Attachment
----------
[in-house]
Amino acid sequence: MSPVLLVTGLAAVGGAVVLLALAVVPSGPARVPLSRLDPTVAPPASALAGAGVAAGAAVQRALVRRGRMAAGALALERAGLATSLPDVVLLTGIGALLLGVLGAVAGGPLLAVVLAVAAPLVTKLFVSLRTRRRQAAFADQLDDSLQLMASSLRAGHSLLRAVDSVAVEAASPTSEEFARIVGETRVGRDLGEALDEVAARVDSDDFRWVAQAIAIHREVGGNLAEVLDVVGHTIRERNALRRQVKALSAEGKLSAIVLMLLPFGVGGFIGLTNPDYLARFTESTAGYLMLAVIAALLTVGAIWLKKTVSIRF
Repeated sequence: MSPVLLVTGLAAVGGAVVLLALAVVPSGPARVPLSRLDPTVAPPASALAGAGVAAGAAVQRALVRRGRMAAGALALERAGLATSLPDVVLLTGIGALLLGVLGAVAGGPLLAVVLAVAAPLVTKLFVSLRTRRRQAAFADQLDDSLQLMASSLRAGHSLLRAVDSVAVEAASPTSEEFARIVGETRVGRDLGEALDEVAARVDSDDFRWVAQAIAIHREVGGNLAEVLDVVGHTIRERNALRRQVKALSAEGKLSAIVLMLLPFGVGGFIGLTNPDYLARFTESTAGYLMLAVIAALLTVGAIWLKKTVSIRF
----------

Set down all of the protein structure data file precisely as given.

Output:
[in-house]
Amino acid sequence: MSPVLLVTGLAAVGGAVVLLALAVVPSGPARVPLSRLDPTVAPPASALAGAGVAAGAAVQRALVRRGRMAAGALALERAGLATSLPDVVLLTGIGALLLGVLGAVAGGPLLAVVLAVAAPLVTKLFVSLRTRRRQAAFADQLDDSLQLMASSLRAGHSLLRAVDSVAVEAASPTSEEFARIVGETRVGRDLGEALDEVAARVDSDDFRWVAQAIAIHREVGGNLAEVLDVVGHTIRERNALRRQVKALSAEGKLSAIVLMLLPFGVGGFIGLTNPDYLARFTESTAGYLMLAVIAALLTVGAIWLKKTVSIRF
Repeated sequence: MSPVLLVTGLAAVGGAVVLLALAVVPSGPARVPLSRLDPTVAPPASALAGAGVAAGAAVQRALVRRGRMAAGALALERAGLATSLPDVVLLTGIGALLLGVLGAVAGGPLLAVVLAVAAPLVTKLFVSLRTRRRQAAFADQLDDSLQLMASSLRAGHSLLRAVDSVAVEAASPTSEEFARIVGETRVGRDLGEALDEVAARVDSDDFRWVAQAIAIHREVGGNLAEVLDVVGHTIRERNALRRQVKALSAEGKLSAIVLMLLPFGVGGFIGLTNPDYLARFTESTAGYLMLAVIAALLTVGAIWLKKTVSIRF